NEWTOWN, CT (NEWS1130) – It’s a tragedy that shocked us all: the worst elementary school shooting in US history.

Adam Lanza walked into Sandy Hook Elementary, fully armed, at 9:35 the morning of December 14th, 2012. He drove there after fatally shooting his mother Nancy at their home in Newtown, Connecticut.

The kids were listening to their morning announcements over the PA when they heard shots in the background.

Wearing black military style gear, including a bulletproof vest and mask, Lanza fired more than 100 rounds in one area of the school. He killed 26 people, 20 of whom children aged six or seven. He then turned the gun on himself.

Many of the teachers were deemed heroes after that day; some took bullets while others told their students to grab a friend and head out to a nearby fire station. Some locked their kids in closets or bathrooms.

A nurse tells us she was told kids would be coming to the nearby hospital, but only three people ever showed up. Two of them ended up among the 20 children dead.

She adds a group of nurses decided to go to the school but there wasn’t much they could do. “All these parents were waiting for their children to come out. They thought that they were still alive. There’s 20 parents that were just told their children were dead.  It was awful.”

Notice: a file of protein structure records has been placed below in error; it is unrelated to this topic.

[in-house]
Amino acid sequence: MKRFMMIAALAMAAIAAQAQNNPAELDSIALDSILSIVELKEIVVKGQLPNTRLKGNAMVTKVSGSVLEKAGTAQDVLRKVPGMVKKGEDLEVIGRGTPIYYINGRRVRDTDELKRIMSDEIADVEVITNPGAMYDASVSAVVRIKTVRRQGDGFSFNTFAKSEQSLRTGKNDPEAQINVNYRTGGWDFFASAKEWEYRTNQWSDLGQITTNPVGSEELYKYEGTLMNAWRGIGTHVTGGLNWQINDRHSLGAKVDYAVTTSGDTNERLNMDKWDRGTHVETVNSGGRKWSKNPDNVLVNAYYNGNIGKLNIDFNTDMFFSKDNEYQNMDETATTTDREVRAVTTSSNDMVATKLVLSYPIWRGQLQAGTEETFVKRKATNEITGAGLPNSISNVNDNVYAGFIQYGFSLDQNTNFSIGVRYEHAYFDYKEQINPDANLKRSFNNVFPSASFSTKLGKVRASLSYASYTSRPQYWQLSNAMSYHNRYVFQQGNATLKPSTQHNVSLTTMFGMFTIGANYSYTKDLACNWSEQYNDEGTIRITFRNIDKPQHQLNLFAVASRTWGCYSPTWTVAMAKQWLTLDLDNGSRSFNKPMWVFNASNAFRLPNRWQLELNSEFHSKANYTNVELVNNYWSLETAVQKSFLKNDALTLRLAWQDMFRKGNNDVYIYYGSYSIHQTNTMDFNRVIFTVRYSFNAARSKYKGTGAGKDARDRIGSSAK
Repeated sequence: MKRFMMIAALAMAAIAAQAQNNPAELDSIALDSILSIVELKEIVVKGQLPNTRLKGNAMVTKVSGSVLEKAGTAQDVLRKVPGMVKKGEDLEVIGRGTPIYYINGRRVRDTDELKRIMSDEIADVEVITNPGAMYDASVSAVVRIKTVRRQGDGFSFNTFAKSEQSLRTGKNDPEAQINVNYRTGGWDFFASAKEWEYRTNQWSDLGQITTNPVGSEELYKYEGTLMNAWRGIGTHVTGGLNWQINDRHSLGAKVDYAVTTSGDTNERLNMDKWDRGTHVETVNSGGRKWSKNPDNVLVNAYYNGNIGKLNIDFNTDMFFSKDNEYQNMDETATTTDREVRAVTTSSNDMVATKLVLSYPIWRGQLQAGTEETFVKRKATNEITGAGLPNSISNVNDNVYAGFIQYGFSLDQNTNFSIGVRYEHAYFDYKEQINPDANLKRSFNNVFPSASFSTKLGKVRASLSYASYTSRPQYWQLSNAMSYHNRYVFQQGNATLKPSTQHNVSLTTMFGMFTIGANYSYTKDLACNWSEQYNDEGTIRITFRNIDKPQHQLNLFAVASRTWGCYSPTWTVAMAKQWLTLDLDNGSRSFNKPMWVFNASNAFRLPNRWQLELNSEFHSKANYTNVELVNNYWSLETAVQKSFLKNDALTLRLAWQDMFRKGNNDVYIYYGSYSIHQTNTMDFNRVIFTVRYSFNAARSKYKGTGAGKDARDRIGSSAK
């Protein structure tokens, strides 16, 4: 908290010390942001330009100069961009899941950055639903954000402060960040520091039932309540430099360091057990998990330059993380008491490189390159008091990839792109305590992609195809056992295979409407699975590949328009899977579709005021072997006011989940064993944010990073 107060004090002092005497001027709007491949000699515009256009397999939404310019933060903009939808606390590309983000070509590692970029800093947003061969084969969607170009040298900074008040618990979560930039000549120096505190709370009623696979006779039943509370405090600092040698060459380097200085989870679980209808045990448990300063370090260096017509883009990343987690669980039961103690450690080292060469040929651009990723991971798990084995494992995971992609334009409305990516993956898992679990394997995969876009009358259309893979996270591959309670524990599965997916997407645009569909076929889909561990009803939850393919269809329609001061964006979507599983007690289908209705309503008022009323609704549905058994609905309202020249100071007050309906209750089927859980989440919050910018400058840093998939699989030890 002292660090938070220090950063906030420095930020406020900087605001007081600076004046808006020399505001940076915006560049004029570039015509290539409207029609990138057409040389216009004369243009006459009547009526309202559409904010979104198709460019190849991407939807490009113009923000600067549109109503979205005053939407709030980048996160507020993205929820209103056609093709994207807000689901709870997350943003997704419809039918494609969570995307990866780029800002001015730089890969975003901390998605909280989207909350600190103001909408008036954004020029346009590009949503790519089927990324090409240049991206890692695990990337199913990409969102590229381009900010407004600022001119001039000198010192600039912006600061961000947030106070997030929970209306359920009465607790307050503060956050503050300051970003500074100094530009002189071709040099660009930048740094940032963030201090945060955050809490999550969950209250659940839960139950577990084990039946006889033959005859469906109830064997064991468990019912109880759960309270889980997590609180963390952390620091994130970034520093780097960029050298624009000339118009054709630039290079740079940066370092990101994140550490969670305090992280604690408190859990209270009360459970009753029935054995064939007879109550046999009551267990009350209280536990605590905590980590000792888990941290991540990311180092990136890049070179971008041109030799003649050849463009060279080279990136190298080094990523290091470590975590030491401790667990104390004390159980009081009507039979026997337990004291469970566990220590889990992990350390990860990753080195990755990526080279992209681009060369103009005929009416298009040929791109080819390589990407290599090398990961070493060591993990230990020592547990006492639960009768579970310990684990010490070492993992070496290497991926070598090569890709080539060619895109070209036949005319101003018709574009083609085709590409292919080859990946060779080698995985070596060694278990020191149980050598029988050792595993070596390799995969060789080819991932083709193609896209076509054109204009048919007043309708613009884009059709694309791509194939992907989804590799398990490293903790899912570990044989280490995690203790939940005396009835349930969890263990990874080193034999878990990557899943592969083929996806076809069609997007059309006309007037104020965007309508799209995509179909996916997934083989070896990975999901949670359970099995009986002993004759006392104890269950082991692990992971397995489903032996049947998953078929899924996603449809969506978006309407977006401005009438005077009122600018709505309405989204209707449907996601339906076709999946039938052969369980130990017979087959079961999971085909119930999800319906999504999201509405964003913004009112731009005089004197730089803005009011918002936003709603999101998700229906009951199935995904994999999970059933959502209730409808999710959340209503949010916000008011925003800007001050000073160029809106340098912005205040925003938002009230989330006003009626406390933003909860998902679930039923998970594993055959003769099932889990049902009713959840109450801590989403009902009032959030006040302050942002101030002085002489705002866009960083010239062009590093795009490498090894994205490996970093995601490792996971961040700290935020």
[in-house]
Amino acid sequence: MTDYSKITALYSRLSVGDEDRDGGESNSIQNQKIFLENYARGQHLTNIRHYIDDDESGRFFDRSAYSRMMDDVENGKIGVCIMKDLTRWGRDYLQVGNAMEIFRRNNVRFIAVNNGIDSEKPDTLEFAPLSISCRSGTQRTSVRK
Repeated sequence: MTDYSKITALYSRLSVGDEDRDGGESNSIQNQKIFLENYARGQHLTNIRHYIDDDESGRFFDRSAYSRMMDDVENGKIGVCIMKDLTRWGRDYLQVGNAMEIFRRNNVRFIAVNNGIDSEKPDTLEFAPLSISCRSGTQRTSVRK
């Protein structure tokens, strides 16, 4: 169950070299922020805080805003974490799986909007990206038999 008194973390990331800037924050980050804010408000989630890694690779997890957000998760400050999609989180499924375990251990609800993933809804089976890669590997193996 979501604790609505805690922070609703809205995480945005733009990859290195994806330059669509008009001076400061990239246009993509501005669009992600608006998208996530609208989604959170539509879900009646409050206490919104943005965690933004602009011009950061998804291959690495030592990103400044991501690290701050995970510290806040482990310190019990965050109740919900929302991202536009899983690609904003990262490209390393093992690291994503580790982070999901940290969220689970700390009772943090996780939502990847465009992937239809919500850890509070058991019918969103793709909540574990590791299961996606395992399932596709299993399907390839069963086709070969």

This tragedy also marked the first time most people had seen US President Barack Obama in tears. He says he addressed the nation that day as a parent.

“As a country we have been through this too many times, whether it’s an elementary school in Newtown or a shopping mall in Oregon or a temple in Wisconsin or a movie theatre in Aurora or a street corner in Chicago, these neighbourhoods are our neighbourhoods and these children are our children,” said Obama.

A few days following the shooting, Obama spoke at a vigil in Newtown.

“Here in Newtown, I come to offer the love and prayers of a nation. I am very mindful that mere words cannot match the depths of your sorrow, nor can they heal your wounded hearts. I can only hope it helps for you to know that you’re not alone in your grief; that our world too has been torn apart; that all across this land of ours, we have wept with you, we’ve pulled our children tight. And you must know that whatever measure of comfort we can provide, we will provide; whatever portion of sadness that we can share with you to ease this heavy load, we will gladly bear it. Newtown — you are not alone.”

The killings have brought forward a hefty debate about gun control and mental health care in the US.